Skip to Content

How I Practice Mindfulness On a Daily Basis

Mindfulness is a concept I was introduced to probably seven or eight years ago at this point. I believe my first introduction was through the idea of meditations.

And while I am a fan of meditation, I do sometimes find it difficult to maintain regularly as part of my mental health routine. At this point in my life it is more something that I do every now and then versus on a regular basis.

When I decided to practice more mindfulness instead, I found that my life improved in a variety of ways. And if I can do it, you can too!

how I practice mindfulness on a daily basis

So, what is mindfulness?

Mindfulness is the practice of being fully present and engaged in the moment, aware of your thoughts, feelings, sensations, and surroundings without judgment.

It involves paying attention to the present moment without getting caught up in past regrets or future worries. Mindfulness can be practiced through meditation, but it can also be integrated into daily activities by focusing on the task at hand and being fully engaged in whatever you are doing.

The benefits of mindfulness include reduced stress, improved mental health, and enhanced overall well-being. These are all things I could definitely use more of in my life, personally.

How I Practice Mindfulness On a Daily Basis – And You Can Too!

I had a conversation with someone recently that made me want to share how I try to practice this on a daily basis. As a busy mom of two, I often find myself torn between a significant amount of responsibilities. I get frustrated and overwhelmed, and sometimes I let that get the best of me.

But what I have come to realize is that practicing mindfulness on a daily basis can help you cultivate a greater sense of self awareness. These methods below are extremely useful to me and I find myself turning to at least one every single day.

1. Mindful Breathing:

It sounds simple right? Just focusing on your breathing. And the good news is that it is! I find focusing on my breathing to be very grounding. It roots me in place and

The Method: Take a few minutes each day to focus on your breath. Notice the sensation of the breath entering and leaving your body. This can help center your mind and bring you into the present moment.

2. Mindful Eating:

All too often I find myself rushing through meals instead of enjoying them and recognizing that food is fueling my body. I haven’t gotten to the point where I can make every meal a mindful experience, but I try to take at least one meal a day where I practice the method below.

It helps me regulate my hunger better, fuel my body better, and be more in tune with how different foods (and things like caffeine, especially) are affecting me.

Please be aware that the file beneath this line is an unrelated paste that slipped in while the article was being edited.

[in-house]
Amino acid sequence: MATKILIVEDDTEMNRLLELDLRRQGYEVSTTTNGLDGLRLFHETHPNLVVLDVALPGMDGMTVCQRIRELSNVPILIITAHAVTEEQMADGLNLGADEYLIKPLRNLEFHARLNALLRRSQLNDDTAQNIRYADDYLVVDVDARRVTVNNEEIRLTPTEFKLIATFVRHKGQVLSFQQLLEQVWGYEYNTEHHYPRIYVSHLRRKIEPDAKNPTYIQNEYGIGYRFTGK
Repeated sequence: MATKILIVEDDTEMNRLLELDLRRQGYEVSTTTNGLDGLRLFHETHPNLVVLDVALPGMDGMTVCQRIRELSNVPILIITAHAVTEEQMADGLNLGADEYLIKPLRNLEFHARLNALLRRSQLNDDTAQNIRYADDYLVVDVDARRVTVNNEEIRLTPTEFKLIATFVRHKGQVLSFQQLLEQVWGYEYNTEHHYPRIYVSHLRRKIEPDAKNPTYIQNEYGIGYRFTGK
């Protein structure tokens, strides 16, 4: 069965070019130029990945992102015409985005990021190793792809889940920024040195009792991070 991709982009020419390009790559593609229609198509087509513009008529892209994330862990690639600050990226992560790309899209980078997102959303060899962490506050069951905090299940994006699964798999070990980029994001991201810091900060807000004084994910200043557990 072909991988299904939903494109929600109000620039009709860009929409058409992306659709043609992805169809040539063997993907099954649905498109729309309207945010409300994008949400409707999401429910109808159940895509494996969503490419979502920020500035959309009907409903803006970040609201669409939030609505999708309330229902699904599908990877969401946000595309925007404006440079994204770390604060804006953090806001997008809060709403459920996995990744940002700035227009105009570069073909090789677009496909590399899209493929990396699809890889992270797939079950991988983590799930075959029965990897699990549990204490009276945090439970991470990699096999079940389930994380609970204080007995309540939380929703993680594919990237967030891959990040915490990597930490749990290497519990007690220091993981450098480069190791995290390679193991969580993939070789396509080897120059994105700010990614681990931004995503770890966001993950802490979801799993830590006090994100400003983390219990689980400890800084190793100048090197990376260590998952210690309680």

The Method: Pay attention to the taste, texture, and smell of your food. Eat slowly and savor each bite. This can help you appreciate your food more and prevent overeating.

mindful eating

3. Mindful Walking:

I love anything that feels grounding. As someone who has dealt on and off with anxiety, this is my number one way to combat it. My husband and I try to go on a longer walk at least a few times per week and this is something I generally practice during that time.

The Method: When you walk, pay attention to each step. Notice the sensation of your feet touching the ground and the movement of your body. This can help ground you in the present moment.

4. Mindful Observation:

This is definitely one of the easiest things to do (although I will say it was easier before I had kids!). Instead of scrolling on my phone, I try to take time I spend waiting to notice things around me. This could be in line at the grocery store, waiting for an appointment, or just sitting outside.

The Method: Take time to observe your surroundings without judgment. Notice the colors, shapes, and textures around you. This can help you appreciate the beauty of the world around you.

practice mindfulness daily

5. Mindful Listening:

In our busy world, I think most of us do this less and less. This is also referred to as active listening and takes some practice to get it right. It’s easy to let our attention float away but it’s really important for our relationships to maintain a solid connection through listening.

I especially try to do this with my husband and kids and limit distractions for the most part when I am speaking with them. It shows them they are important to me and that I respect them.

The Method: When you are talking to someone, practice active listening. Focus on what the other person is saying without thinking about your response. This can help improve your relationships and communication skills.

6. Mindful Body Scan:

I find myself doing this frequently. My most common time to do this is at night. I like to settle into my body and get a feel for how I am doing from my head to my toes. I often look for places I feel tense and try to actively relax them. It takes practice but I find myself doing this throughout the day as well.